An Ocean of Plastic!

An Ocean of Plastic!

Plastic is without a doubt one of the major symbols of our modern era.

It has many benefits: reducing food waste by lengthening product life-cycles, or the reduction of fossil fuel consumption during transport by lessening weight. Combining usefulness and low prices, it has grown exponentially since the 60’s. To be precise, plastic production has been multiplied twenty-fold! However the modern plastics economy has major drawbacks that are becoming more and more apparent.

32% of all plastic packaging material ends up in the environment, outside of any treatment system. 

How is this number reflected in quantity?

About 5.5 trillion pieces of plastic for over 268 940 tonnes adrift at sea. These are the findings of a campaign that sampled every major body of water across the globe between 2007 and 2013, published in PlosOne. An estimation that could actually be low… If current rates continue, we could find as much plastic as fish in the oceans by 2050 in terms of mass.

The oceans are animated by vast cyclic currents that flow across the planter. Floating objects accumulate in the middle of these circulating masses of water, slowly building up in areas larger than that of France. These «plastic continents» are not floating islands of plastic on which you could walk. Less spectacular, the reality is nonetheless sobering: in these areas plastic is at least twice as numerous as plancton, the base of oceanic food chains.

Number of floating plastics, by size.
Note that the vast majority are small in size, between 1 and 4.75 mm

It is not just a problem of unsightly and encumbering rubbish. Getting stuck in floating nets and other discarded objects can be deadly to marine mammals, turtles, birds and fish. Over 200 species are affected in the world. Animals often ingest them while chasing their normal prey. Of no nutritional value, they can transfer toxins, impede their movement and affect their health. They can kill by blocking the digestive system. Finally, they can even be the vector of introduction of invasive species.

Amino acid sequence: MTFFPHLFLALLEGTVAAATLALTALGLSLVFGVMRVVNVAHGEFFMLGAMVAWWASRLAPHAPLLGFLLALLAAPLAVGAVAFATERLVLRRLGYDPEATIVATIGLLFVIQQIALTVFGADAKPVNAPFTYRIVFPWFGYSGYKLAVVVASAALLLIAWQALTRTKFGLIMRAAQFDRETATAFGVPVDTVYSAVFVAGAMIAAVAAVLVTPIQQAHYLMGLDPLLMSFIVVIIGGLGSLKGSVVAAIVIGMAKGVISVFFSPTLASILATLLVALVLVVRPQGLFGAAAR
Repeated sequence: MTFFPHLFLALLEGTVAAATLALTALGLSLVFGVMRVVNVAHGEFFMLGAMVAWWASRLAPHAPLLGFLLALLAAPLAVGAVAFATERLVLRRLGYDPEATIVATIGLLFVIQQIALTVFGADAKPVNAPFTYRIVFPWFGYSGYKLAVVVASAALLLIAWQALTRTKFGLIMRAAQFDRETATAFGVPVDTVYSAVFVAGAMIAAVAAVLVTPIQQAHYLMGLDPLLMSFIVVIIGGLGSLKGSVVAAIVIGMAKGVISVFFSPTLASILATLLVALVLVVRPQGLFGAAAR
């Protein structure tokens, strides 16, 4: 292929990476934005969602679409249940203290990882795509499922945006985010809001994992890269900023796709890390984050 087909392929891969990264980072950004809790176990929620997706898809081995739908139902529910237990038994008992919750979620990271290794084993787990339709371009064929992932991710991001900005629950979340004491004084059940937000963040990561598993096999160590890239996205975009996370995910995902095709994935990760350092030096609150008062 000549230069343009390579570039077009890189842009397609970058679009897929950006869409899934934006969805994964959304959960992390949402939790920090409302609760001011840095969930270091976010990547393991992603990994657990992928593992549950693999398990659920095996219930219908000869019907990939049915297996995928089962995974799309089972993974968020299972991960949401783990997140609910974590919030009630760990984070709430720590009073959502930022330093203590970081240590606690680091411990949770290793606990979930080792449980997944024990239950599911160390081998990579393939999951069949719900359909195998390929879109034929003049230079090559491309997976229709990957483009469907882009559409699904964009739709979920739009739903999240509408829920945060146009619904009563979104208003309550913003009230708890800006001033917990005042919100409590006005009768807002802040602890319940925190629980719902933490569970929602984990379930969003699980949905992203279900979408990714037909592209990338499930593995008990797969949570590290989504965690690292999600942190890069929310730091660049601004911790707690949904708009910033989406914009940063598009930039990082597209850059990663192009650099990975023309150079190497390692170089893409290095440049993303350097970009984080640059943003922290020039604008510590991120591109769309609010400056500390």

To make matters worse, plastic concentrates chemical pollution. Its chemical nature (made from oil) facilitates the concentration of hydrophobic pollutants (that accumulate in fats and do not mix well with water). It has been shown that pieces of floating plastic have levels of these potentially dangerous compounds, such as pesticides, up to 1,000,000 times superior than that of the surrounding water. It is a major entryway of this type of pollution into trophic networks and even our own food.

What is frustrating is that so much plastic is thrown away after just one use. By some estimates, up to 95% of the global value of plastic (some 80-120 billion USD)  is lost per year on single use products. Only 14% of plastic packaging is collected for recycling. Recycled plastic is often found in less valuable secondary products that are not recyclable in turn. Given that the increase of production of plastic will also bring more waste, it is important that initiatives be taken to change our consumption of plastic. This can be achieved with better product design and waste management.

Our new cleanser, the 100% natural and biodegradable NOMAS ® is a body & hair foaming powder that was imagined with these goals in mind. Packaged in a small kraft paper pouch, it frees you from plastic bottles and because of its powder form lightens the weight of water that would have been transported over thousands of miles.

The European Commission encourages «bioplastics» as a potential solution in its Strategy for Plastics. However, it is not a fix-all. Some NGOs, like Surfrider Foundation, ring the alarm that bio-sourced plastics are not biodegradable as might be understood. They are compostable because they reach 90% biodegradation in industrial compost. Conditions in the marine environment are far from those found in industrial composters and as such degradation can be much slower. Advertising this kind of biodegradability can mislead consumers, they warn.


What can we do?

  • Recycle! And encourage your friends and family to do it too
  • Participate in clean-ups. These have a double effect: taking trash out of the environment and educating the public. Not to mention they can be fun!
  • Support NGOs and political initiatives that promote intelligent management of plastic and waste.

On April 13, we organized a beach clean-up at the Côte des Basques. Once again, the amount of trash we pulled out of the rocks and off the beach was considerable. The event was a real success with lots of enthusiastic participants and a real eye opener for many beachgoers.

As long as it is necessary we will uphold our yearly beach clean-up, in partnership with Surfider Foundation Europe.

Many other businesses are taking things into their own hands. We could mention Method soaps, for being one of the first to use beach plastic in their bottles. Even major companies, like Adidas, are doing it. In their Adidas x Parley for the Oceans collections, they use nylon from discarded fishing nets. Others make sunglasses (like Norton Point) and even skateboards (Bureo). Put your mind to it and anything can happen.

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